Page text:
You’ll now be able to choose the friends and pages you want to see on your news feed first.
To do this, go to the friend’s profile. Click on the box that says “following” and select “see first.”
Facebook’s computer software uses a wide range of information you provide to decide what to show. This includes what friends you interact with and how often, or whether you tend to like photos, videos or text updates more.
In announcing the new tools Thursday, Facebook acknowledged that its automated system isn’t perfect, so it wants to give users a way to set their own preferences.
In addition to selecting who or what page you will see first, you’ll still to be able to “unfollow” friends so you won’t see them at all. This option has been available before to people who don’t want to take drastic step of unfriending someone but would rather not read about their lives.
For the rest, though, Facebook will continue to use its software to choose what to show you. So unless you want to see someone’s posts all the time or not at all, you’re stuck with what you’ve got.
The update is available Thursday on iPhones and iPads and is being rolled out in the coming weeks to Android phones and personal computers.
(CNN)Omar Sharif, the dashing actor whose career included star turns in “Lawrence of Arabia” and “Doctor Zhivago,” died Friday. He was 83.
The Egyptian-born actor suffered a heart attack this afternoon in Cairo, according to his agent, Steve Kenis. Egyptian state media report that Sharif had been in the hospital for a month.
Antonio Banderas, who starred with Sharif in 1999’s “The 13th Warrior,” expressed his sorrow on Twitter.
“My great friend Omar Sharif has passed away. I will always miss him. He was one of the best,” Banderas posted.
In his prime, Sharif — with his dark eyes, debonair demeanor and exotic accent — was considered one of the most handsome men on the planet, his looks getting as much attention as his acting ability.
“When he walked on the ‘Zhivago’ set in Spain, I took one look and said, ‘I can’t act with that man. He’s too gorgeous!’ ” one of his “Zhivago” co-stars, Geraldine Chaplin, told The New York Times in 1965.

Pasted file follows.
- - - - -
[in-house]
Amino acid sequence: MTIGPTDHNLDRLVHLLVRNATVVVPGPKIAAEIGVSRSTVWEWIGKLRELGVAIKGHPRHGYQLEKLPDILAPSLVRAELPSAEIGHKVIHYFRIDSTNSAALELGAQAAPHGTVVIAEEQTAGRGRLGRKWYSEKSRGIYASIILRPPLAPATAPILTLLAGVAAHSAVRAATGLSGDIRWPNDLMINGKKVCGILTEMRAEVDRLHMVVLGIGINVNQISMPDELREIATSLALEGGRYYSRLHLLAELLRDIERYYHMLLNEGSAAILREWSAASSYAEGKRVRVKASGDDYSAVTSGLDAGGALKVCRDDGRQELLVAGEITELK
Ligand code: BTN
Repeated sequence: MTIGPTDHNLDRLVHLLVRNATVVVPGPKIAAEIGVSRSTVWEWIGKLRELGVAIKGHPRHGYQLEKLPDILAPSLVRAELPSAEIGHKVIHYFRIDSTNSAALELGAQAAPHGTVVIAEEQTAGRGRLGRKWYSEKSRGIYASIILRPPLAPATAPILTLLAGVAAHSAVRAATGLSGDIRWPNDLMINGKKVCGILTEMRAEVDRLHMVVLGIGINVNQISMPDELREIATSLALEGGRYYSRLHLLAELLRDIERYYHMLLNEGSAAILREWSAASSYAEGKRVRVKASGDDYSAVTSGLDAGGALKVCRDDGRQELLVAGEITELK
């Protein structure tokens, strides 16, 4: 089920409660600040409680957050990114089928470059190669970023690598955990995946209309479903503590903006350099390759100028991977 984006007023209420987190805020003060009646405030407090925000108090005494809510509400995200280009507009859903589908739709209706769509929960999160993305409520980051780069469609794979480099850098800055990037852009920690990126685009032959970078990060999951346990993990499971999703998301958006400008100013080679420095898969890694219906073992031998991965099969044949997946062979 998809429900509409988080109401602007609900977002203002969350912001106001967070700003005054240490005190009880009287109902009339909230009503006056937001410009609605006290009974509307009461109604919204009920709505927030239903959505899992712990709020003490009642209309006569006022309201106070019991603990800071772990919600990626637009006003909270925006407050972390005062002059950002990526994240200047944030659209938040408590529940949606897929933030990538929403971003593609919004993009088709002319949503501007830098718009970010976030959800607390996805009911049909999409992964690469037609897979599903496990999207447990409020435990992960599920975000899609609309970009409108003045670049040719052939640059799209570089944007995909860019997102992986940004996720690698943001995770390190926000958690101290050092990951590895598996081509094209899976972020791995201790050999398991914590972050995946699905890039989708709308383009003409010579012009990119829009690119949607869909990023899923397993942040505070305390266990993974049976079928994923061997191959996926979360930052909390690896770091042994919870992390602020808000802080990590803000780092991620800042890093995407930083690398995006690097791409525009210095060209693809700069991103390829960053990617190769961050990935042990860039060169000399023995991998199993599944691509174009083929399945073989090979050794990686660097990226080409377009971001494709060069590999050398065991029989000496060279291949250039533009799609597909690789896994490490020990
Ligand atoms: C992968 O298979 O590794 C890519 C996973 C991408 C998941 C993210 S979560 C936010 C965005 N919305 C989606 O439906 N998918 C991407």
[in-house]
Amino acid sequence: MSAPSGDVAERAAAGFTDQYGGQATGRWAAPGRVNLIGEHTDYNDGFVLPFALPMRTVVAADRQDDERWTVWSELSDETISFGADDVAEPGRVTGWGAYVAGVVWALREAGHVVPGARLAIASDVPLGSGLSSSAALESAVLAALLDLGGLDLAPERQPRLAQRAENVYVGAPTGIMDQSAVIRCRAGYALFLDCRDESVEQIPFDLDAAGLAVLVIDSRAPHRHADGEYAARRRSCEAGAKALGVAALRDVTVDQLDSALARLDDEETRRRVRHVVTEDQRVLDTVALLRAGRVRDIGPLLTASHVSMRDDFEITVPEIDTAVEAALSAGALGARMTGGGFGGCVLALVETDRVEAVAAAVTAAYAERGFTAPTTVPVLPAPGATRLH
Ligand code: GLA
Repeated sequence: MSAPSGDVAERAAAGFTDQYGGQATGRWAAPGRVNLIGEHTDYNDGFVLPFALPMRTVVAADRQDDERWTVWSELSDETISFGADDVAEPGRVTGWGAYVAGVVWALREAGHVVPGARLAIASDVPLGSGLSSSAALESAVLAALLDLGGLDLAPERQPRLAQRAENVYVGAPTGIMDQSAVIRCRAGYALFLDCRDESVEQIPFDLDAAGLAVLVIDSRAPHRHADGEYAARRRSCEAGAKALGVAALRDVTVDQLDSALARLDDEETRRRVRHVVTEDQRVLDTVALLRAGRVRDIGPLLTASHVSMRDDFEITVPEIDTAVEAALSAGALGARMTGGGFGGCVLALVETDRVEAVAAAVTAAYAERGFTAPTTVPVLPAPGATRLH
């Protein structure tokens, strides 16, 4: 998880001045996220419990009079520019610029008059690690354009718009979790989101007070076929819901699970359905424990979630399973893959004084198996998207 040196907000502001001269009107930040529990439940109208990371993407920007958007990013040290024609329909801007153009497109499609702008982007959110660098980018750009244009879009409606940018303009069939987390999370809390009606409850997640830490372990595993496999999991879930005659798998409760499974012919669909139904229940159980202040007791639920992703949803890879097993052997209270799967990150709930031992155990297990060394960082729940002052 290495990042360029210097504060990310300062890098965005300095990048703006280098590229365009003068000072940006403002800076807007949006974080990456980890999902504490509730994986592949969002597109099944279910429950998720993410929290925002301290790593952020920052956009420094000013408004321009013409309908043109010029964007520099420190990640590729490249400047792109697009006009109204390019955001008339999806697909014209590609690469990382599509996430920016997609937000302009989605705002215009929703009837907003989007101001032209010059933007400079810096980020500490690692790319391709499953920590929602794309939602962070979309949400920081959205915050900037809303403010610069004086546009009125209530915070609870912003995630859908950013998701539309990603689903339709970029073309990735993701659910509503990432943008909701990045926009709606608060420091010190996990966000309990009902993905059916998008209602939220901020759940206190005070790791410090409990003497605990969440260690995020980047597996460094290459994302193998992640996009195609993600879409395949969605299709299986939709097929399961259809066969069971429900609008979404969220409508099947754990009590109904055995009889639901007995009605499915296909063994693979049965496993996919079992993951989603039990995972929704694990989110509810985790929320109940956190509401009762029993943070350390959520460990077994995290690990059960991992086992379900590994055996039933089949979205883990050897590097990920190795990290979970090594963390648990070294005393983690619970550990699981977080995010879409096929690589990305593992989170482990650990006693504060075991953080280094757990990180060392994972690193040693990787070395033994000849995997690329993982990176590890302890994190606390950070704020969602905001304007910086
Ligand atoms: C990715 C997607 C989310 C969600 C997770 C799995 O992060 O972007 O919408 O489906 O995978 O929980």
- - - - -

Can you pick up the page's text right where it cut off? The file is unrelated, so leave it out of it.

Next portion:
In the ’90s, he had both a perfume and a brand of cigarettes named after him.
But he could also be a formidable actor, earning an Oscar nomination for his supporting role in “Lawrence of Arabia” and winning Golden Globes for it and “Zhivago.”
Sharif was already an established star in the Middle East when he was cast in the role as Sherif Ali Ibn El Karish in director David Lean’s epic 1962 production of “Arabia.” The film, which was also the movie debut of Peter O’Toole, won seven Oscars, including best picture, and is still considered one of the greatest of all time.
It made Sharif a worldwide name, about which he had mixed feelings, he said in 1995.
“I don’t know if I wouldn’t have been a happier person if I had never even made ‘Lawrence of Arabia’ or become internationally famous,” he said. “I was in Egypt. I had a home. I had a wife. I had a kid. I might have had more. It might have been good. But then again, it might have been terrible, I don’t know.”
In ‘the Hollywood of the Middle East’
Sharif was born Michael Demitri Shalhoub in Alexandria, Egypt, on April 10, 1932. He grew up in Cairo, the son of a lumber merchant.
He wanted to be an actor from a young age and performed in theatrical productions as a teenager. In his early 20s, he was cast in an Egyptian film opposite actress Faten Hamama. The 1954 film, whose Arabic title translates to “Struggle in the Valley,” made him a star; the next year, Hamama became his wife. The two were married until 1974.
In a 2007 interview with CNN, he remembered a thriving industry.
“When I started in the Egyptian film industry, we used to produce about 120 films a year,” he recalled. “All the Arab(ic)-speaking films came from Egypt. We were the Hollywood of the Middle East.”
In the early ’60s, Lean cast him in “Lawrence.” Originally, Sharif had a different role, but when Lean was unable to get his other choices — including Horst Buchholz and Alain Delon — Sharif won the part of Sherif Ali. His slow-building entrance, from a far-off dot in the desert distance in Lean’s widescreen masterpiece, is one of the most arresting in cinema.
Lean could be difficult, Sharif said, but the pair got along fine.
“He hated actors, but he loved me. I don’t know why, because I didn’t know myself what I was going to do, and the first shot I had to make, I spent the whole night to practice it for the next day — my first shot in the film. And he knew about this, and he loved me for it,” he told NPR in 2012.
Lean cast Sharif again in his next epic, 1965’s “Doctor Zhivago.” This time he had the lead, as an altruistic Russian physician who romances a wife (Chaplin) and a lover (Julie Christie) before and after the Russian Revolution.
“Sharif, largely through expressions of indignation, compassion and tenderness, makes the character very believable,” wrote Variety’s A.D. Murphy.
The film was an even bigger hit than “Arabia,” making more than $100 million at the box office — at a time when that was an almost unbelievable sum — and finishing second to “The Sound of Music” for the year. Though nominated for 10 Academy Awards, it was also an also-ran to “Music” for best picture.